Syria’s Thriving Elites
At the Dama Rose Hotel, the young elite parties hard—despite the signs of war. (Kate Brooks for Newsweek)
On the seventh floor of the hospital, Maj. Firas Jabr lies in a hospital bed, his anxious fiancée standing attentively nearby. His right leg and right arm have been blown off.
At the end of May, the 30-year-old Alawite soldier fought the rebels during a battle in Homs; he says he was ambushed by “foreign fighters,” including men from Lebanon and Yemen. “After I lost my leg and hand, I knew I was wounded, but I kept on shooting until [government forces] came to evacuate me,” says Jabr.
His favorite story, he says, is the story of King Arthur and the Knights of the Round Table. “This is Camelot,” he says. “Assad is King Arthur, and I am a knight.” Despite the fact that much of his body is gone, Jabr has a huge smile on his face. Like nearly all the Assad supporters I meet, Jabr says he believes in the Syrian dictator, and he will continue to fight, he says, once he gets his prosthetics. “I have two loves,” he tells me, trying to lift himself up: “My fiancée and Syria.”
It’s a common belief among the elite that the bombs and chaos spreading throughout the country are caused by a “third element”: an influx of foreign fighters with radical Salafist beliefs who want to turn Syria into an oppressive and conservative state. After one car bombing during my stay in Damascus, the paranoia of the regime supporters was suddenly on full view. “Our only friend is Russia!” one well-dressed man shouted, his face contorted with rage, at the site of the bombing that left the smoking skeleton of a car but injured no one. “These are foreigners that are exploding our country! Syria is for Syrians!”
Maria Saadeh, a political novice who was recently elected to Parliament, is among those who doesn’t believe Assad or his cronies are behind any atrocities, despite mounting evidence of regime forces massacring civilians in Houla and destroying the Baba Amr district in Homs. “Do you think our president could put down his own people?” she asks incredulously. “This is the work of foreign fighters. They want to change our culture.”
Educated in France and Syria as a restoration architect, Saadeh lives in Star Square in the old French section of Damascus, in an elegant 1920s building that she helped renovate. Sitting on the roof terrace of her chic apartment—a Filipina maid serving tea and her two children, Perla and Roland, peeking their heads through the windows—she looks like a model in a lifestyle magazine: tall and blonde and successful, a yuppie member of the elite. When I ask her about regime change, she simply says, “Now is not the time.”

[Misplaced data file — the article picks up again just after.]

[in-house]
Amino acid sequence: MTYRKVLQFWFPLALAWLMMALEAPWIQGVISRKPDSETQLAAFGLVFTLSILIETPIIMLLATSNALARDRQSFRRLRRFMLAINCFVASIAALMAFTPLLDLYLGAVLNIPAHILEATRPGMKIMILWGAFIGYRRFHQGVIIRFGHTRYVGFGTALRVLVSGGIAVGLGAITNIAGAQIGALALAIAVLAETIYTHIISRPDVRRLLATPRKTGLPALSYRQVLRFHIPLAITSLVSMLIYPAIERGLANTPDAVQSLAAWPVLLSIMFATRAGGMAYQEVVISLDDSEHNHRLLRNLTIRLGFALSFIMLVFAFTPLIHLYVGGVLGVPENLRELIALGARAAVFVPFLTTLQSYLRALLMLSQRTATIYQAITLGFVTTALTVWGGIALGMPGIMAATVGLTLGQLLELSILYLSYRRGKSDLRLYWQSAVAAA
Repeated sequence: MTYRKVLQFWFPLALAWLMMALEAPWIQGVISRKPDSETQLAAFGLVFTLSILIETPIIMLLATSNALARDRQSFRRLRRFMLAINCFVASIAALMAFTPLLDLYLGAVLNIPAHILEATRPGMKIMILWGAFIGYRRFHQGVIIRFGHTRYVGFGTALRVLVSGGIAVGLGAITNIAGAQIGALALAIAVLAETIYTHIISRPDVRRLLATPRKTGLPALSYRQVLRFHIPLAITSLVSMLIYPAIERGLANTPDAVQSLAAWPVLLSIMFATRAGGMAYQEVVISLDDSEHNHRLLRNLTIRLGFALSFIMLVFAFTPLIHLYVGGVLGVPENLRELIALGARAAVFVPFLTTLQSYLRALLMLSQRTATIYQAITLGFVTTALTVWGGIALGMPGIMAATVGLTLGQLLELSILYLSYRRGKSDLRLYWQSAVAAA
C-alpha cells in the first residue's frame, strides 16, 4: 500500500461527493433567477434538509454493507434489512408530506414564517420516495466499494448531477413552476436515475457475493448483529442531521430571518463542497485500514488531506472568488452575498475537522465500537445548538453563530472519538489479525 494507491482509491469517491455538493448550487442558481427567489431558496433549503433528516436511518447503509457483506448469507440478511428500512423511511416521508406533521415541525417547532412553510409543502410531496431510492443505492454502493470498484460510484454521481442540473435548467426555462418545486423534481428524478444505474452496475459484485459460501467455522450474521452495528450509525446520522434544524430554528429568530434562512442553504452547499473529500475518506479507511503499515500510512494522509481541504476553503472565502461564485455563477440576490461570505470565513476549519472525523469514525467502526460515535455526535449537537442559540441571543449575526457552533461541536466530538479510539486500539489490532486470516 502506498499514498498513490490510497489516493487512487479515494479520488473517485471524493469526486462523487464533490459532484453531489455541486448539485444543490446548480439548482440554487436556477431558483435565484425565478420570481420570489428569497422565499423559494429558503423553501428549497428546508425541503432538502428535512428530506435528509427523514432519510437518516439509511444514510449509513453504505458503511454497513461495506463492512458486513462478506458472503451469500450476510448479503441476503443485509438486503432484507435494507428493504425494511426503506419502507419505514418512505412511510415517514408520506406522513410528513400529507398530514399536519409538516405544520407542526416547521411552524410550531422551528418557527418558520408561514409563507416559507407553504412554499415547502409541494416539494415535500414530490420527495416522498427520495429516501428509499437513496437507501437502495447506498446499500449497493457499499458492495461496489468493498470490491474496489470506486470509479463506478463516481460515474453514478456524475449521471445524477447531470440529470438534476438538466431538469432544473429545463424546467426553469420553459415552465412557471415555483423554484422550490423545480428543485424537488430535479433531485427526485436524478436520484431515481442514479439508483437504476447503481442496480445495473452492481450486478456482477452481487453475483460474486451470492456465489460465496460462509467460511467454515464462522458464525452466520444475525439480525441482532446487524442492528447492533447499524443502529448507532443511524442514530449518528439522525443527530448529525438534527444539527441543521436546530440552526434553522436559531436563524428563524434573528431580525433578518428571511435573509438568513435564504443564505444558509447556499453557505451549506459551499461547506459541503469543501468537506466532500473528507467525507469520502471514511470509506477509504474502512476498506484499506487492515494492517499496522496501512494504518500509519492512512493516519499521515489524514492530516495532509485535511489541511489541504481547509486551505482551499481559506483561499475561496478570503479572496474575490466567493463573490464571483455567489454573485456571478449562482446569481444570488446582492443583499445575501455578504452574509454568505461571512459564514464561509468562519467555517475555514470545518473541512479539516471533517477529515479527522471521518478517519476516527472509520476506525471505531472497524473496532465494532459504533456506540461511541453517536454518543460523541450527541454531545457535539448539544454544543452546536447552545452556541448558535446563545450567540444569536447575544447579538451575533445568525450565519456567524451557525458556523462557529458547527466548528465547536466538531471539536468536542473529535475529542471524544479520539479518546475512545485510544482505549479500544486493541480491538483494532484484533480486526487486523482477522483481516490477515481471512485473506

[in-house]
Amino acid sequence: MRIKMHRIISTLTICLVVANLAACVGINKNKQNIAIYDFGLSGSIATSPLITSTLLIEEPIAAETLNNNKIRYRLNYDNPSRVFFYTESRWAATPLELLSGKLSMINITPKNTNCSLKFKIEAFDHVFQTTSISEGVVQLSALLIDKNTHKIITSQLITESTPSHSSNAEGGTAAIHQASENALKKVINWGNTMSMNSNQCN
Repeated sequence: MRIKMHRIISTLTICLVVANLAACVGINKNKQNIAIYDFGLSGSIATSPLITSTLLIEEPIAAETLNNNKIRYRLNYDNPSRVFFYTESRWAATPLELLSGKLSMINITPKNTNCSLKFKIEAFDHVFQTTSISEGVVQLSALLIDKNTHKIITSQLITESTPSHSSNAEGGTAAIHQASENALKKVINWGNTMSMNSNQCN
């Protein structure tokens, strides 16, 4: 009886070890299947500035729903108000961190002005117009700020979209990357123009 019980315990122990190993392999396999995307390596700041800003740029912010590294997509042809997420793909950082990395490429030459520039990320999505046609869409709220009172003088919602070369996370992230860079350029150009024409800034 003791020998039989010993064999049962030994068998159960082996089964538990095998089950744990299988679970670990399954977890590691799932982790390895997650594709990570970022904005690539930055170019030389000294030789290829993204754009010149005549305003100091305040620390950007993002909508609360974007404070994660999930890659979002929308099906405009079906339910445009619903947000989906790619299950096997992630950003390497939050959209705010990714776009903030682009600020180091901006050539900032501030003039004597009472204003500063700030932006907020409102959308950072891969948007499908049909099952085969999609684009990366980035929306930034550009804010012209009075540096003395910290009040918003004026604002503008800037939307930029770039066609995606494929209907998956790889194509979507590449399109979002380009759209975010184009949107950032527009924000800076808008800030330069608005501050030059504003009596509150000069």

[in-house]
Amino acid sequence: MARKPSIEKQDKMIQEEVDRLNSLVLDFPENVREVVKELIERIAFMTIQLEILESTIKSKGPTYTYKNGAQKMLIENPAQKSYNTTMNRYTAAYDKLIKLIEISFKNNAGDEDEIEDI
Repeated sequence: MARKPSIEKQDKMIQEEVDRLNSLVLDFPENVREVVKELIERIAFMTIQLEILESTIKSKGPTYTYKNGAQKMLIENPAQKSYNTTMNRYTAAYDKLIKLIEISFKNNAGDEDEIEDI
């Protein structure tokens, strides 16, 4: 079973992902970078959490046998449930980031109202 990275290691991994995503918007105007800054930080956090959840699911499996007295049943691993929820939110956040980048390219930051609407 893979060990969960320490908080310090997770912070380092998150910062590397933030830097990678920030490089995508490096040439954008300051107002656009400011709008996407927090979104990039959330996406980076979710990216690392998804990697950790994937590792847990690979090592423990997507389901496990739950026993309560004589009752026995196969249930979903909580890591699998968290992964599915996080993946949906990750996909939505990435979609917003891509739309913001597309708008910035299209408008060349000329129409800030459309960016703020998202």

One night, over dinner with an affluent family in its villa in Mezzah, which has several terraces and elaborate shrubbery in the garden, the 17-year-old son lays out his firmly pro-Assad views. “Look at what happened in Tunisia, look at what happened in Libya, look at the results of Egypt,” he says. Ahmed, who wears a pink Lacoste shirt and faded jeans and trainers, is about to do his military service; after that, he plans to study political science at a university in the United States. Like his mother, grandmother, aunt, and cousin, he is educated, multilingual, and the holder of two passports. He doesn’t believe that everything Assad does is right, but he is 100 percent behind the government because he believes, like Saadeh, that the time isn’t right for change. And, he says, in any case, change shouldn’t be imposed by other states, some which may not be democratic themselves. “Why should we take democracy lessons from Saudi Arabia, who arms the opposition?” he says, helping himself to hummus. “They don’t even let women drive!”
Outside on the streets of Damascus, there are gas lines and rising inflation, with the price of some imported goods rising almost 60 percent.
Syria’s Thriving Elites
The Syrian army held funeral services at a military hospital one day last month. An estimated 100 government soldiers are killed every week. (Kate Brooks for Newsweek)
The sprawling bazaar of the historic Old City, once teeming with tourists, now rarely gets visits from travelers. The beautiful, old Talisman Hotel is without guests, empty and quiet except for birdcalls and the sound of running water in the fountain.
Still, a certain class of Damascenes lives life untouched by the violence, in beautiful, spacious homes, hosting grand dinner parties underneath glistening crystal chandeliers, seeing friends during the balmy summer evenings on outdoor terraces fragrant with jasmine—too stubborn or too afraid to see their world has irrevocably changed.
“I’m still jogging and swimming every day,” says Wael, a wealthy businessman who’s eager to argue that this isn’t a civil war or a sectarian conflict. He is a Shia but members of his family are Sunni, and his list of friends includes Christians, Armenians, and Alawites, he says. “This is not a war. Our regime is strong. Seventy percent fully support Assad.” His wife, Nadia, who wears a headscarf and goes to the opera as often as she can, says the rebels threaten people—telling them to close their shops and join the protests. If they refuse, “they burn them down,” she says. “This is why I am supporting the government.”
When I ask them if they’re afraid, they deny it. “Not at all,” says Wael. “Last week we had a party of 20 people on our balcony. We were all relaxing and smoking the nargila,” the water pipe. “We heard gun shots in the background—but it seemed a long way off.”
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